Once you have a contract, a bank, you'll close on the house and you'll have to pay for a home inspection (this is actually part of the contract), Pest inspection (also in the contract) and closing costs. Both the inspections may or may not be included in the closing costs, but a good bet for costs is ~4% of what the homes purchase price (again if you have 40% down, expect to 1/2 that number).
So you just bought a home?! great! Most people have no idea that their "mortgage" payment is really PITI, Principal, Interest, Taxes and Insurance. That's right, your "motgage payment" is just Principal, Interest, but the vast majority of people will pay a little more a month and have that payment cover taxes and your home owners insurance. There are PITI calculators on the internet, and you'll be able to look up the taxes on the home as well as get a quote for insurance before you purchase the home. Past that, there are utility bills and Home Owners Association (HOA) dues (if you are in a HOA/condo, etc). The HOA dues may cover some things, like cutting the grass, your garbage, etc... and for condos it may cover things like water and even cable. So read up on that stuff. My personal opinion are that HOA's do little more than annoy me most of the time.
All of that being said, you may want to look at multi-family houses. I know you said you didn't want roomates, and you still will be able to live on your own. You'll just own the apartment below you that you rent out, when you want. If you can swing it, multi-family's are great ways to get some extra cash. They are usually cheaper ($/sqft) than any other type of home in the area, and 80% of buyers don't want them. If its your first home, you can buy it and when you decide its not for you, simply move out and rent out your old space. I could go on and on about this... and I wish I had done this actually.
As for costs, I agree with the 1/3 of your salary, but you'll likely be told 3x your salary by the bank.
Condo prices in the US range from $40,000 to the millions. Look at zillow and mls and the real estate listings in your area to get a better idea. This is a situations where wood fiber publications can be helpful. There are real estate listings in the newspapers as well as free publications just filled with listings. Find them. Pick them up. Study them.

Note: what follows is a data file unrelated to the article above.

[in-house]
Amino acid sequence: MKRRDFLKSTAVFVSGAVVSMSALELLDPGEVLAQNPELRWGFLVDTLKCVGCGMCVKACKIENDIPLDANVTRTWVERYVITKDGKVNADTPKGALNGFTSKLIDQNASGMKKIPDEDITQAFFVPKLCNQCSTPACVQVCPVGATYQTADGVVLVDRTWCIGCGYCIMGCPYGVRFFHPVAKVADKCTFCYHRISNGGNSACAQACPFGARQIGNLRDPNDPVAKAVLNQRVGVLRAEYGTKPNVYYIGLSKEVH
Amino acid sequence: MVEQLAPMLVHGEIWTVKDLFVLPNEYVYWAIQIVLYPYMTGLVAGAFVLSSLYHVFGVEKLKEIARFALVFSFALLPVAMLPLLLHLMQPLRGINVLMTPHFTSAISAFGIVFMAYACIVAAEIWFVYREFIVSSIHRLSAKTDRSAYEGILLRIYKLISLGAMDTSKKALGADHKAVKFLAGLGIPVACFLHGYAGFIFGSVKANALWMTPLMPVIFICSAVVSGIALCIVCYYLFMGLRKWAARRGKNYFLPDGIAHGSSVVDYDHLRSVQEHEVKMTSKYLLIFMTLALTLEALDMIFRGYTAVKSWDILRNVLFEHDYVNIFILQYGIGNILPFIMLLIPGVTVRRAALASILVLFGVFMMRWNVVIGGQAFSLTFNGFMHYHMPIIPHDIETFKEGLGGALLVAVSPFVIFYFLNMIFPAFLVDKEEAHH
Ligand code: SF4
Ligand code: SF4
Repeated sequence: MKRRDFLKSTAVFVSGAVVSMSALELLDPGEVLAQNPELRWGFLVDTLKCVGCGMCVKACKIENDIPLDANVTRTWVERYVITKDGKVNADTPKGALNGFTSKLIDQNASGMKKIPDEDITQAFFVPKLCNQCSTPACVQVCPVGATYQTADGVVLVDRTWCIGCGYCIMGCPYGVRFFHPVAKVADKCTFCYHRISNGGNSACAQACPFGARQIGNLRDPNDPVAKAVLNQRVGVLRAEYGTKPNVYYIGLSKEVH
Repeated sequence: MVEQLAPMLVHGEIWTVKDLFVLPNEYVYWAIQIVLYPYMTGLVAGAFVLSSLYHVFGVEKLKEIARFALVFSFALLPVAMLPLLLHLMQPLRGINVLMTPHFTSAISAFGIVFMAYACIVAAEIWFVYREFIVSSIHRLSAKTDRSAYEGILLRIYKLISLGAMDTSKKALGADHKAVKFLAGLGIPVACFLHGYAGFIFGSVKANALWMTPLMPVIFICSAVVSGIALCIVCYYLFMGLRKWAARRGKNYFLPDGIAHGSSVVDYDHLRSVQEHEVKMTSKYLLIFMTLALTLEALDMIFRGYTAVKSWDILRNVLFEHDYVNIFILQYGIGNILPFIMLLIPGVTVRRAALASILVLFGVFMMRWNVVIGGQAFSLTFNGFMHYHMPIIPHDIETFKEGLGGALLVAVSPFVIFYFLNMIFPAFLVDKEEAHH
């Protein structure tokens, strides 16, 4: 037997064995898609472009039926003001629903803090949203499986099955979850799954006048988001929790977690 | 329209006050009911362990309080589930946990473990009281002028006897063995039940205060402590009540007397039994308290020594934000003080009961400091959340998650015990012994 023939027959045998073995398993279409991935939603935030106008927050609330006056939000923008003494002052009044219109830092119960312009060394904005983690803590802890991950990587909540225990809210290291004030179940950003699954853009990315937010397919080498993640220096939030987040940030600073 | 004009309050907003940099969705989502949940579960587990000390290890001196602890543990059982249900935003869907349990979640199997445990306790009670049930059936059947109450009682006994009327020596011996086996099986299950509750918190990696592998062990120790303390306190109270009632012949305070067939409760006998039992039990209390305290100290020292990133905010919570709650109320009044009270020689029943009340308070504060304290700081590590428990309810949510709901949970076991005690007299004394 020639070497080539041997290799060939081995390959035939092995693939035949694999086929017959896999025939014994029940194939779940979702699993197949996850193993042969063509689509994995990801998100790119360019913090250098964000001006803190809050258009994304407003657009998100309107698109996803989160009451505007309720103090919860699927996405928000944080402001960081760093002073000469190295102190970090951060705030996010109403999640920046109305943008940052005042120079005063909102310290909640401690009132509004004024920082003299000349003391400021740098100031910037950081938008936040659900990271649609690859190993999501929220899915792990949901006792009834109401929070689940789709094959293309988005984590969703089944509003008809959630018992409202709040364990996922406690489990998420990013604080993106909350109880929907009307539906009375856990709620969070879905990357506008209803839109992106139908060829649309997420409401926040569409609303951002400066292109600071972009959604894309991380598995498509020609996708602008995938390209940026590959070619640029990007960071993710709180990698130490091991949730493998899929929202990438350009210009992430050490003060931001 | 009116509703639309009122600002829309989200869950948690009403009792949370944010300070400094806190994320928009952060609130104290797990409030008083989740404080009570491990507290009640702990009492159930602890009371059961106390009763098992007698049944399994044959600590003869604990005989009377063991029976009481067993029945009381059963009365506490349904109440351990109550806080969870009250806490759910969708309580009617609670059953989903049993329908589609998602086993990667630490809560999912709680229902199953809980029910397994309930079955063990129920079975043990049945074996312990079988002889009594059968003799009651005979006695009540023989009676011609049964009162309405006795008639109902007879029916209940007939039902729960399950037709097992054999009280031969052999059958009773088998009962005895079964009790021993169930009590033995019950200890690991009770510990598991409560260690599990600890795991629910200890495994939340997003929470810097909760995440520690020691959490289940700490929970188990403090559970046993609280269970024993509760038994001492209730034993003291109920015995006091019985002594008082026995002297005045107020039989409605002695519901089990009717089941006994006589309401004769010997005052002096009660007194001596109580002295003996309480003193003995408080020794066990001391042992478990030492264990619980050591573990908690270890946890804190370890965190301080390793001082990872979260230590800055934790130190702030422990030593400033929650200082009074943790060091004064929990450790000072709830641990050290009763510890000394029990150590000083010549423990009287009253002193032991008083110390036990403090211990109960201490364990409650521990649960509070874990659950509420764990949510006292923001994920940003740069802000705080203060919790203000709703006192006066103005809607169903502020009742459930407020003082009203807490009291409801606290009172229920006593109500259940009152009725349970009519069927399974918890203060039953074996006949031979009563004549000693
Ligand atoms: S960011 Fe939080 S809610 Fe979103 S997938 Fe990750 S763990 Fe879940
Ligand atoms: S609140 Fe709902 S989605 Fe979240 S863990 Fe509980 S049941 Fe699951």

There are online calculators that will tell you that a mortgage of $x will come out to about $y per month, depending on the interest rate. Harder to find, but still available, are more intricate free online calculators that will give you those numbers, plus how much you'll save in taxes through the mortgage interest deduction. You can also find out how much insurance will be through those calculators. You can also get an insurance quote by pretending to apply online with an insurance company.
On insurance: Most people just buy the insurance required by the mortgage company. This is far less than it will take to make you whole in the event of a complete loss. Example: Say you buy a condo that costs $200,000, putting down 40%, or $80,000. The mortgage company will likely only require insurance to protect its security, or $120,000. And that doesn't cover your furniture, etc. Consider again, same scenario, but before it burns down, you live there for 5 years. During that time, the resale value of the condo goes up to $300,000. In the event of a total loss, you won't have nearly enough to buy a replacement home.
Condos come with home owner's association fees. These can be more than 50% of the mortgage payment and need to be carefully weighed in deciding whether you can afford a property. Also, they can be voted up at just about any time, making condo living about as unpredictable as renting.
The standard rule of thumb is that housing expenses should be 25% of income. On $45,000/year in Illinois, you will take home about $2,900/month, assuming no dependents or retirement contributions. Mortgage+HoA dues+insurance+2% for maintenance should therefore not be more than $725/month. (A less conservative rule of thumb is housing should be 25% of gross income, or about $900/month)While the seller pays most of the transaction costs when a home is sold, expect hundreds to thousands of dollars in title fees, title insurance, escrow fees, etc. when you actually make the purchase.
P.S. I calculated take-home pay by googling "take-home pay calculator." Again, all sorts of basic info really easy to find online.